In a powerful speech, Andy Thomas, the newly-minted CEO of Craft Brew Alliance (CBA), used this year’s annual Beer Summit as a platform to fire specific and cutting remarks at the Brewers Association, the chief representative of the craft brewing movement and one that has tried to classify his products and others as something less than craft.
Taking the stage in front of 300 beer industry professionals and saying he intended to “go back to when we were younger and weren’t afraid to speak our minds,” Thomas leveled a series of charges against high school-style cliques and labels in the beer industry, and instead suggested that brewers worry more about their companies than what they are called by others.
The issue is one of increasing concern as more craft brewers have entered the market and their advocacy organization has increasingly used the news media and publicity campaigns to draw lines delineating craft brands depending on their ownership, size, and ingredients. Those lines have left CBA and other prominent brewers of high-quality beer on the outside looking in.
“We have the honor of having two pioneering craft brands in our portfolio,” Thomas said, referencing Widmer Brothers and Redhook. “Yet, an industry association doesn’t consider us ‘craft.’ Isn’t it time that we stop acting like 13-year olds? That we stop taking ourselves too serious and start talking to consumers and retailers again?”
Thomas elaborated, drawing a link between the socialization models of young adults — the “jocks, stoners and nerds in high school” — and maturing craft brewers.
“We label; we operate in cliques,” he said. “Are you a craft brewer? Did your equity come from a certain place? Do you not use certain ingredients? Name-calling, labeling, craft versus crafty.”
Thomas equated that argument with noise, and suggested that instead of spending time worrying about who gets to be included in the “craft club,” brewers spend more time refining their own business practices.
“What are our fundamentals?” Thomas asked the audience. “Obviously it’s great beer, but what about branding? Are we as good at branding as we really should be? What about our wholesaler relationships? Do we really work together?”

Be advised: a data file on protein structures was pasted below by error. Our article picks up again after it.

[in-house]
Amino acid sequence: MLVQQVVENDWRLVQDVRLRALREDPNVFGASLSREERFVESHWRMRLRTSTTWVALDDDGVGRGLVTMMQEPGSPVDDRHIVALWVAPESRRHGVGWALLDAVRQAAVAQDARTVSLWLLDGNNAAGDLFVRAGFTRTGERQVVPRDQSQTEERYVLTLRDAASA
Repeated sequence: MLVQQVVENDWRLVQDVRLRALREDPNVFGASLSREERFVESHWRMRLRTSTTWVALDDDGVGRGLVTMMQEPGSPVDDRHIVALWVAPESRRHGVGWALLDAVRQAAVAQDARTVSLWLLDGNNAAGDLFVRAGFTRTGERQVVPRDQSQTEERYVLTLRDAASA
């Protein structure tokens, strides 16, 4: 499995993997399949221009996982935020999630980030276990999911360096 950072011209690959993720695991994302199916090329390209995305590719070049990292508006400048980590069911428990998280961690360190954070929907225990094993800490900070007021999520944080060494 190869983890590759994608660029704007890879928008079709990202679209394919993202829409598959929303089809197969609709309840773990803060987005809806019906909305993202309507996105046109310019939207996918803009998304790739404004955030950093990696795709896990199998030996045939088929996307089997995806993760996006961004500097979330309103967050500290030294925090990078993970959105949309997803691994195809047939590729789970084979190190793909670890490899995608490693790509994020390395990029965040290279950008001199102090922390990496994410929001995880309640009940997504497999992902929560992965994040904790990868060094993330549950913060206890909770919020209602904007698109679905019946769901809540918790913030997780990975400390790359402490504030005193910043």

He urged the crowd not to question a beer drinker’s choice, but rather to celebrate it.
“We think our actions are limited to this room; they are not,” he said. “We are leaders of the industry. What we say about each other influences what consumers think about us. Our actions, our words have an effect.”
He continued on with a plea for increased consumer education, suggesting that craft beer could, one day, account for 70 percent of all beer sales.
“Are we really doing what we can to educate consumers about brewers, styles and brands or are we confusing them so much that they will go to something that is easier for them?” he said.
“Is this a movement and not a trend?” Thomas continued, drawing a parallel to Starbucks and the evolution of the coffee industry. “Are we on the cusp of a brave new world?
And, after offering attendees plenty to chew on, Thomas issued this challenge:
“Don’t bash beer,” he said.
Thomas pled for all members of the beer industry to stop the infighting.
“Don’t elevate yourselves by cutting someone else down,” he said. “Don’t make someone question their beer.”
He emphasized his point, over and over again.
“Don’t bash beer,” he said. “Don’t bash craft beer. Don’t bash crafty beer. Don’t bash domestic beer. Don’t bash imported beer. Don’t bash light beer. Don’t bash brands. Don’t bash brewers. Don’t bash beer consumers. Don’t bash retailers or wholesalers. Don’t bash beer — celebrate beer.”